The Krays Review
The British have always produced very distinguishable organised crime dramas, atypical when compared to the largely mafia-orientated alternatives from across the ocean. Normally set in the East End of London (or featuring characters from that infamous area), there have been several decent entries over the years, from Bob Hoskins in the Long Good Friday and Michael Caine in Get Carter, to more recent efforts like Gangster No.1 and Sexy Beast and, of course, the stylish productions of Guy Richie.
The nineties saw the release of this movie, The Krays, telling the tale of these twins, two of the most notorious London gangsters that ever lived, who ruled a significant part of post-war London for several decades. However, rather than paint the picture of relentless violence and oppression that you might expect, this movie takes a much more intimate look at their psychotic pair.
Brought up by two extremely dominant and powerful maternal figures (their mother and aunt), the Kray twins - Ronnie and Reggie - grow up rejecting almost all other forms of authority, refusing to be drafted into National Service and instead adopting a criminal life: something which they proved to be particularly successful in. Ruling with blades and guns and an unpredictable, uncontrollable fury, they carve out a niche for themselves in the London underworld and swiftly make their way up the food chain, seemingly impervious to the actions of their rival gangs.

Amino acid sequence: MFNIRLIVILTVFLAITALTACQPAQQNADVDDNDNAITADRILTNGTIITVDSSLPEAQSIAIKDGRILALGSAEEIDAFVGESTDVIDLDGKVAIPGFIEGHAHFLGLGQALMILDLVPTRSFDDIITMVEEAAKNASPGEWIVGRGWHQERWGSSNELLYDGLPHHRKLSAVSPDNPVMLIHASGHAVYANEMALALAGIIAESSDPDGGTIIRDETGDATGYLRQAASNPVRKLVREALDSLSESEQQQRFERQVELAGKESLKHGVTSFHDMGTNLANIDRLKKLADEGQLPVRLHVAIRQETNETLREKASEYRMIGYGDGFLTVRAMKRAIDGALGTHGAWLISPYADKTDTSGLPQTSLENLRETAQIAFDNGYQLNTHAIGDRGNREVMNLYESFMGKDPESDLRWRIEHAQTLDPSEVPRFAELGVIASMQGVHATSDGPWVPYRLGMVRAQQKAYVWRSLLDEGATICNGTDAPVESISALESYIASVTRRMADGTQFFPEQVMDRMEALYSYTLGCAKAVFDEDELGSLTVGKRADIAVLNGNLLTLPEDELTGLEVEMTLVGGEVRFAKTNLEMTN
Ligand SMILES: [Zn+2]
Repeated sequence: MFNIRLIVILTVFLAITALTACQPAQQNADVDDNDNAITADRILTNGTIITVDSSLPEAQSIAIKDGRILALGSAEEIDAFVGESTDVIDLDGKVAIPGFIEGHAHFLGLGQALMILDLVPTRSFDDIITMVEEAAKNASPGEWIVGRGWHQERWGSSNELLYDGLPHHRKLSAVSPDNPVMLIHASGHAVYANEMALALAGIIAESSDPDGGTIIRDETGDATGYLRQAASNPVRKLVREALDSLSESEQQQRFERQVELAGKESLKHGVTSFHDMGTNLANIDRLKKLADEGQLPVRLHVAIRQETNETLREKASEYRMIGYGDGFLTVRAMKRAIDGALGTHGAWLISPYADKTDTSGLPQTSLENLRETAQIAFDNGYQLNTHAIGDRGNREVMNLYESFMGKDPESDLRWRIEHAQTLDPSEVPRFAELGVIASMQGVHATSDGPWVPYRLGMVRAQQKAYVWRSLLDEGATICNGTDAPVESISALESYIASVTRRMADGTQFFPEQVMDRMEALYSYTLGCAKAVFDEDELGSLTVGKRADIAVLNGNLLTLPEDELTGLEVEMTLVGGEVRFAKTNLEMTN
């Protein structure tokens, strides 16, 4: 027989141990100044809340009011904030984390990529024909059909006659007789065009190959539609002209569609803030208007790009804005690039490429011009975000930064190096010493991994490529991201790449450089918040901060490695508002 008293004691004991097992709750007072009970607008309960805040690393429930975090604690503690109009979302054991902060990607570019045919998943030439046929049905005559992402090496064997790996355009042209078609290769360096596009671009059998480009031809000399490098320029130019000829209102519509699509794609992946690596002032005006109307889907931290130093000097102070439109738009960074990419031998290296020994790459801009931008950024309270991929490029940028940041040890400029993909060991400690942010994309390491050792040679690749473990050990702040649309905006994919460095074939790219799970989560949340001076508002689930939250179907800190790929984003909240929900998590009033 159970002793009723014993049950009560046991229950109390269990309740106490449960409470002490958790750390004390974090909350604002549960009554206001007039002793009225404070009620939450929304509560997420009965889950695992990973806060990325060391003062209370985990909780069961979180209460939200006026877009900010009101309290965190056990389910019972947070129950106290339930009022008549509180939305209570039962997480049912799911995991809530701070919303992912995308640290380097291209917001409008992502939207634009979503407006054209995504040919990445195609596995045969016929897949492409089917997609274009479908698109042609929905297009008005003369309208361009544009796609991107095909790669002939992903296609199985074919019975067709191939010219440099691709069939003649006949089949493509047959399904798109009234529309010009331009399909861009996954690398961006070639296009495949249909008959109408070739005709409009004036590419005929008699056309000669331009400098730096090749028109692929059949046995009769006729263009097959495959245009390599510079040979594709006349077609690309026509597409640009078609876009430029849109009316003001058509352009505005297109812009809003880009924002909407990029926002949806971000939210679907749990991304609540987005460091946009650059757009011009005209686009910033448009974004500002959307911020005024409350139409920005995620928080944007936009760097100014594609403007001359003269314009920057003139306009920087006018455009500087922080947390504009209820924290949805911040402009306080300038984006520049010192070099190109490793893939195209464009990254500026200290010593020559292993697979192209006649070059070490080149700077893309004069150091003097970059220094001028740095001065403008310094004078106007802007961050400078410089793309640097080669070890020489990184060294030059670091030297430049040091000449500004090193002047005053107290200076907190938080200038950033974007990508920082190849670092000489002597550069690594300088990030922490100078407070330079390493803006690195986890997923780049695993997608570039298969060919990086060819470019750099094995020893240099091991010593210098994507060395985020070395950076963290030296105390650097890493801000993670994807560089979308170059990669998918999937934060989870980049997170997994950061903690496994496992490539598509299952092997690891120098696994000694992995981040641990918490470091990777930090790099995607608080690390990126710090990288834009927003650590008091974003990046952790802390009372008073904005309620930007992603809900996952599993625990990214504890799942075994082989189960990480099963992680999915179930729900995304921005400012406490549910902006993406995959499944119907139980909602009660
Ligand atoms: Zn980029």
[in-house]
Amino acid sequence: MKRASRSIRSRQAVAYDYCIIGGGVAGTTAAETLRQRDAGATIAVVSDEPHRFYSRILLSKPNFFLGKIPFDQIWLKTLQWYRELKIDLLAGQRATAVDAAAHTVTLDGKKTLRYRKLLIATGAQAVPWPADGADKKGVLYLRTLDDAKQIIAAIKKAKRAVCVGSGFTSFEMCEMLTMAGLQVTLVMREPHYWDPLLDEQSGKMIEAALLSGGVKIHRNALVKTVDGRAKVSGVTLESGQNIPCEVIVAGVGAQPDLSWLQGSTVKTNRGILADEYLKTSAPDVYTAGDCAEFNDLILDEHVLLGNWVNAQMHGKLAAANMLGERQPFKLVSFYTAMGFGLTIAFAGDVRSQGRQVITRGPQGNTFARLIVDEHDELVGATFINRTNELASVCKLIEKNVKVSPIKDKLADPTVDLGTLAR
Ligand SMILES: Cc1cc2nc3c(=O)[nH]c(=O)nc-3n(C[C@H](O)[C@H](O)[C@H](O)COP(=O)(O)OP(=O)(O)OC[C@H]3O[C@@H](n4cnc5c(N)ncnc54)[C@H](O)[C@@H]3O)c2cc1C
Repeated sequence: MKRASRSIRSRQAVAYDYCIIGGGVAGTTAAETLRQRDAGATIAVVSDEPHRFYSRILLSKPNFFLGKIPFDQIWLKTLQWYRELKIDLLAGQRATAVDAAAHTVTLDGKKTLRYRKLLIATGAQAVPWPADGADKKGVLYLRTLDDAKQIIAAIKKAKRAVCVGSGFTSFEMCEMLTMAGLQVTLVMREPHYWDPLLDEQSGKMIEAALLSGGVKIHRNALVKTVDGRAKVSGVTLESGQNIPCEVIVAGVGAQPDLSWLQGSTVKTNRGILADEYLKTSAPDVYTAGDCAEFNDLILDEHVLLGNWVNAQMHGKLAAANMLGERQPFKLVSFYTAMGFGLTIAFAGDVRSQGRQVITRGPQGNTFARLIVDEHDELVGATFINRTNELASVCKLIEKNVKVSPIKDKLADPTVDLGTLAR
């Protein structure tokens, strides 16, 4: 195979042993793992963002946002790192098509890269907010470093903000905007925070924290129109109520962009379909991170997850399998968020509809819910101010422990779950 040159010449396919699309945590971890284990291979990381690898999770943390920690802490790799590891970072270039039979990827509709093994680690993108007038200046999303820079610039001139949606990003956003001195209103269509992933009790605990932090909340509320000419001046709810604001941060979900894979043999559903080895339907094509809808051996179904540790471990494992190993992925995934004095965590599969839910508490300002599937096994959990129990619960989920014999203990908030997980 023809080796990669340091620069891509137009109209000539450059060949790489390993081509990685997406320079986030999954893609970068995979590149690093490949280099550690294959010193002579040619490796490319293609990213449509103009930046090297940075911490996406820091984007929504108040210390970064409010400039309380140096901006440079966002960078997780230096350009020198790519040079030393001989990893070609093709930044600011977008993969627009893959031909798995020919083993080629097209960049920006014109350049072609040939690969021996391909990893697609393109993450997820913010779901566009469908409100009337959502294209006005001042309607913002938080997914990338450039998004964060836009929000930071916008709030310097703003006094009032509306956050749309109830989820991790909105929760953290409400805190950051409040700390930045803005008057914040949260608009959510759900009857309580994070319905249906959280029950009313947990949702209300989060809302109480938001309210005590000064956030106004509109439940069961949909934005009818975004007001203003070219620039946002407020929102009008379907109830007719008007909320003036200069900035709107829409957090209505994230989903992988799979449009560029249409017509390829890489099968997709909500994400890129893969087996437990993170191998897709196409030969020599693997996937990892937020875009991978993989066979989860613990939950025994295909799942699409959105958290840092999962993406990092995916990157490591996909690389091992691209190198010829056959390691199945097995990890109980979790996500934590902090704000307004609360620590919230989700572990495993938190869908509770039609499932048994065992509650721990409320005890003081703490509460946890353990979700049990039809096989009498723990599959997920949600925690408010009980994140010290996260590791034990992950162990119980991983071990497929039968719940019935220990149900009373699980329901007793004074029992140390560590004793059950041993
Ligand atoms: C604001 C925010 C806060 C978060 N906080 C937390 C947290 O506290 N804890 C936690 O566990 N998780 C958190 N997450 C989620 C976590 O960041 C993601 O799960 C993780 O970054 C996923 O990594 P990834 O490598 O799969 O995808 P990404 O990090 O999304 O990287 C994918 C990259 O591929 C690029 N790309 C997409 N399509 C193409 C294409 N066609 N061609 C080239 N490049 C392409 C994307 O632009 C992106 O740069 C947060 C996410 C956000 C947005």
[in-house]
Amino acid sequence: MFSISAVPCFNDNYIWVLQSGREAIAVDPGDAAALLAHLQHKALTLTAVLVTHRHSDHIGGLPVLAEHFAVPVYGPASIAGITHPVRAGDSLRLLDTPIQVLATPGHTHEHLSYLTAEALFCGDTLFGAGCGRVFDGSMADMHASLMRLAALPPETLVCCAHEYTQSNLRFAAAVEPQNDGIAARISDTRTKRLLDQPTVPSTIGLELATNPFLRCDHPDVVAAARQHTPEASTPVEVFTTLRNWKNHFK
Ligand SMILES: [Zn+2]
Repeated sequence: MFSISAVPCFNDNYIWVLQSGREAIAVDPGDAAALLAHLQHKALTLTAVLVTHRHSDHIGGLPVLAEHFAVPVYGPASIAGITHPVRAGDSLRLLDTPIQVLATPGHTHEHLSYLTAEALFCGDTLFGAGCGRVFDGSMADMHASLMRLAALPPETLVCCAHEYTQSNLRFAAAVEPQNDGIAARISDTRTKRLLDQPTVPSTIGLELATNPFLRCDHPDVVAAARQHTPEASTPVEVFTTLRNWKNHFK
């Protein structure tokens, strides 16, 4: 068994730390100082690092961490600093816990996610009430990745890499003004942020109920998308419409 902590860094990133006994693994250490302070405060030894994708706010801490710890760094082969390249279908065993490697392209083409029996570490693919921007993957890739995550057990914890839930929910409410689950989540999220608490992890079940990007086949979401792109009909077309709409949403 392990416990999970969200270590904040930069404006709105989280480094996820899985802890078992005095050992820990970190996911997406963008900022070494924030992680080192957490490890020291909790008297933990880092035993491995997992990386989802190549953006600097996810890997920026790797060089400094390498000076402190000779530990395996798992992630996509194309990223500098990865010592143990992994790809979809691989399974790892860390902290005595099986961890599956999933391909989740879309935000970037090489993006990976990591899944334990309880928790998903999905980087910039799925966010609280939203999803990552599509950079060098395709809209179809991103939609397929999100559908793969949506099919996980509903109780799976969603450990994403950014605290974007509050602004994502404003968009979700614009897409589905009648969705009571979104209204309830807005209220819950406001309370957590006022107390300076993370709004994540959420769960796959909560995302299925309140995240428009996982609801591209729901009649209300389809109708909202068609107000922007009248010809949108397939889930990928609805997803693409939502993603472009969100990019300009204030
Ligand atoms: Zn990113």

In fact the biggest, if not only, source of weakness to these two comes from their own personal relationships and the fact that the emotional damage to one of them is resonated through to the other. Despite being overtly psychotic - they positively took pleasure in their own violent actions - and being surrounded by gangs who all wanted to end their reign, the only real damage that they took was of the emotional kind. It is a strangely poignant paradox that we find the strength and invulnerability that they had as a united pair was also the barrier that prevented them from truly forming relationships with anybody else.
The twin brother members of the band Spandau Ballet, Gary and Martin Kemp (the latter of which you may also remember from Eastenders) were chosen to portray these powerful but schizophrenic gangsters. Martin's Reggie is easily the more restrained of the two (if either of them could ever be described as restrained), exhibiting little of the paranoia that his brother was fuelled by. Gary's Ronnie is less refined but more demented, finding it hard to countenance the feelings that he has for both his own brother and his gay lover with the violent world he lived in, instead choosing just to embrace the whole barbarism of it all. It should also be worth noting Billie Whitelaw as the powerful mother, Susan Fleetwood as the almost equally dominant aunt, Kate Hardie as Reggie's feeble but overwhelmed girlfriend, and Steven Berkoff hamming it up (as usual) as a rival gangster.
The Krays is another landmark British crime drama, painting an unusual portrait of the infamous psychotic twins, cleverly relying more on the mysticism of the almost unstoppable duo than on an overwhelming series of violent actions that they took (the death count is remarkably low). I don't think that the twins themselves could have expected a more respectful and loving portrayal than this.